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I Won't Mind If You Return The Gift I Bought You — I Encourage It

Overthinking the perfect object to anoint each and every festivity is not an indulgence I am allowing myself this time of year.

12/15/2017 15:58 EST | Updated 12/15/2017 15:59 EST

I'm no Scrooge. I love the gift-giving spirit. Yeah, as a teen in the '90s, I railed against the false pretenses and corniness. But now I think the concept of a "Hallmark holiday" is positively quaint. The prospect of buying a gift from an actual bricks-and-mortar store — as in, not from Amazon.com or www.gilt.com, where I do the vast majority of my shopping — and then attaching an actual handwritten card to it, warms my heart.

That said, overthinking the perfect object to anoint each and every festivity is not an indulgence I am allowing myself this time of year.

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Canadian adults are expected to spend about $950 on gifts and holiday décor combined. Jaw-dropping as that dollar amount may be, there is another factor to consider: The (wo)man-hours involved in all this decision-making.

Because for some of us, trying to figure out whether or not to gift that spiffy Disney-themed LED light is a process that can take upwards of 20 minutes — and I haven't even including the wrapping part, since in my current world, I've eliminated this problem altogether by insisting on only using re-usable totes. My no-wrapping policy eases my conscience about waste, though I acknowledge there's more to be done.

I'm currently juggling Hanukkah, birthdays, kids parties, Christmas get-togethers, holiday mixers, baby showers, new houses and a whole bulk of charity gift-giving occasions. My brain is as spent as my wallet.

As such, I've come up with helpful strategies to curb my holiday shopping hemming and hawing.

I've decided to adopt a realistic attitude about returns.

First, I've implemented the "five-minute rule" when choosing a gift. I set the timer on my phone. Usually, I ignore it when it goes off, but it's a start.

Second, when possible, I'll repeat presents I give. If it's appropriate, I'll buy Champagne, or reasonably priced "pink bubbly," usually Mumm Napa or Louis Bouillot. I have a variety of fun, original items from the MoMA store stored in my gift closet at home, along with boxes of Zingo and a bonanza of Fingerling monkeys.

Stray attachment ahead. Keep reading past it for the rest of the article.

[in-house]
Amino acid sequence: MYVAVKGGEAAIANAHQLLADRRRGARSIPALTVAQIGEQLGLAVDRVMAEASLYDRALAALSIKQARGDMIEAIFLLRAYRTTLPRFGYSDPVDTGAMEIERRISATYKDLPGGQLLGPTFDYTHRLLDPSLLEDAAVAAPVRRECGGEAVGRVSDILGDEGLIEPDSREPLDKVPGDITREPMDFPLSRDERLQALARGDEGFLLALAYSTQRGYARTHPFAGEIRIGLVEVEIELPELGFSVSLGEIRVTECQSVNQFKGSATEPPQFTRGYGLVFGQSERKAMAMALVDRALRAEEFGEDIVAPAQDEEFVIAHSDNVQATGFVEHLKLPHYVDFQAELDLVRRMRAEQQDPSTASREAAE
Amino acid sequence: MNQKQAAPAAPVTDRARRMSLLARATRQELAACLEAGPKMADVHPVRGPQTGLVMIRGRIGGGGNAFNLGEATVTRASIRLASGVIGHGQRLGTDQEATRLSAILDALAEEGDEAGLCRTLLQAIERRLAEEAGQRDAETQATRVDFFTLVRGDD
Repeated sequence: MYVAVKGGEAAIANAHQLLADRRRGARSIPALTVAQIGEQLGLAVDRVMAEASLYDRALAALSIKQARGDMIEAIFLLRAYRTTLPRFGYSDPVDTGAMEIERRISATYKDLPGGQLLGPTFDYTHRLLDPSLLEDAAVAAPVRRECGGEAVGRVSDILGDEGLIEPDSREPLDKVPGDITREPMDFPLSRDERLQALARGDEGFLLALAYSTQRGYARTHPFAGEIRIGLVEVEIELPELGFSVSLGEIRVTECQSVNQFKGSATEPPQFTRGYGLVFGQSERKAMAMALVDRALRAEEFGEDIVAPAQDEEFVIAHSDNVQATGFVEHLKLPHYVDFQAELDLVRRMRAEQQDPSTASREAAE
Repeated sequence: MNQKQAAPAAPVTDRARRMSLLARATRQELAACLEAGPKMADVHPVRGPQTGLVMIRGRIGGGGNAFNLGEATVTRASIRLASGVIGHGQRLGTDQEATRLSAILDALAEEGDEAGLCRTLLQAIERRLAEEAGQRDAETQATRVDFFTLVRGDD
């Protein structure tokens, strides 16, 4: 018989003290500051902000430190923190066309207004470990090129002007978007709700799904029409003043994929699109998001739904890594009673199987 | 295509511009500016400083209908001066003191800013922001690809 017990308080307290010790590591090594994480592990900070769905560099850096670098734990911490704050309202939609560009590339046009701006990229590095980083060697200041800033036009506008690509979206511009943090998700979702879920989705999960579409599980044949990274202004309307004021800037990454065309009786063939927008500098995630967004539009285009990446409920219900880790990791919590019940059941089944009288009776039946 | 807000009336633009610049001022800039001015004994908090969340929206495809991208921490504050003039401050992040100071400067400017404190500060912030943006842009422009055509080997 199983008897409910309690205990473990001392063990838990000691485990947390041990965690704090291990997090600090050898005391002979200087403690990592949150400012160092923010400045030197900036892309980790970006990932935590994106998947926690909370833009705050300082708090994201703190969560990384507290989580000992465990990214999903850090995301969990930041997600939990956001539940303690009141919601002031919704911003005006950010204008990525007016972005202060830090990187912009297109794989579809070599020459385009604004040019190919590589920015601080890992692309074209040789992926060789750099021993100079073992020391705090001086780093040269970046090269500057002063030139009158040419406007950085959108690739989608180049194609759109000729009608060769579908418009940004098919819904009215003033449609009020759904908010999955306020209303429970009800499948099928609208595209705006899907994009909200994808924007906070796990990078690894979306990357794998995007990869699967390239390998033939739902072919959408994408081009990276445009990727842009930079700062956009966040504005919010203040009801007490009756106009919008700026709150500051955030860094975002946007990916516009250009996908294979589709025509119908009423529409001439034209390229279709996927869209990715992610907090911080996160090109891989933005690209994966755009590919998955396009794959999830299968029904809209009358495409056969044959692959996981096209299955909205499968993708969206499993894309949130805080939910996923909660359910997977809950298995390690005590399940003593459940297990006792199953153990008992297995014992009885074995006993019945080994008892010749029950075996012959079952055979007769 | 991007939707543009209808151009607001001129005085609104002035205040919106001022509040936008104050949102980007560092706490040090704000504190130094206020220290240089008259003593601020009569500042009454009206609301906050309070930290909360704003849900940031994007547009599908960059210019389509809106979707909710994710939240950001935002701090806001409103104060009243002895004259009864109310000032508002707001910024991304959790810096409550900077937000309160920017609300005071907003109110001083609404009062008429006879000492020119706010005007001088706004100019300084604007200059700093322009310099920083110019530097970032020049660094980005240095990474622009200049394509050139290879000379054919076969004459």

Third, when buying a custom gift for someone, I now encourage him or her to exchange it. Self-imposed time constraints may result in me giving less-optimal gifts, and so I've decided to adopt a realistic attitude about returns.

In the spirit of my new "less time, less waste" holiday policy, I have jotted up an open letter to all my gifts recipients, expressing the sentiment above and how they might play out. I encourage others to use these letters as templates for their special someone, too, though I'll warn you — they are a wee tongue in cheek (insert: winky face).

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To my close friend, Miss Fantastic:

They say it's the thought that counts, but I'm spare on thinking nowadays. Please return or exchange this gift I bought you, no offence taken. Actually, I'd be thrilled that you chimed in on the matter. I bought you those silky pajamas in black with the white trim since they were more practical. Personally, I preferred the pristine, less functional white ones with the black trim. If you happen to agree — and we often do — please use the gift receipt provided.

To my son, Pookie-Angelface:

I know you're obsessed with fire trucks, dump trucks, and all kinds of oversized vehicles. But standing at the store, I couldn't bring myself to buy another one. So I grabbed the cream-coloured vintage car since I thought it was cute and slightly different from your other toys. More to the point, decisions needed to be made — I had to get home to relieve your sitter. If you hate the car, I'll exchange it for you. This was a gamble I had to make at the time.

Please accept my digestible, perishable or pulled-from-the-shelf gift in the handsome tote provided.

To my friend's four-year-old daughter:

I wanted to buy you Barbie for your birthday, but I understood that she's controversial. Also, is Barbie appropriate for a girl your age? Hard to know. Therefore, I plucked an eco-chic design-your-own tutu kit from my storage gift closet at home instead. I'm petrified of global warming, so giving you this earthy-inspired gift made me feel (slightly) better about myself, even if I might be the victim of green-washing. Most importantly, it settled that whole Barbie issue. If you're more into dolls than crafty tutus, it's cool with me if you re-gift it to one of your young pals, or even put it in a donation box.

To my darling husband:

You are the one exception that shall prove my "please return or exchange or re-gift this gift" rule. Because whatever you do, DO NOT RETURN, NOR LOOK UP THE PRICE of those John Varvatos sneakers I bought you on Black Friday weekend. I swear I got them on sale, just slightly more than the price I might have shared with you. Also, you cannot return or exchange them anyhow, so why bother getting into a tizzy over it? They look fantastic. Keep them. I beg.

Finally, to others who might not adore what I give you at this present-happy time of year: Please understand that I'm back-logged on wedding gifts from last summer, and while I'm confessing, I have two outstanding presents that I still haven't delivered from the summer before that.

So this holiday season, when I arrive at your function, please accept my digestible, perishable or pulled-from-the-shelf gift in the handsome tote provided. And if you feel the need to re-use, recycle or return its contents, be my guest. I'd be especially pleased if you re-gifted that Champagne back to me.

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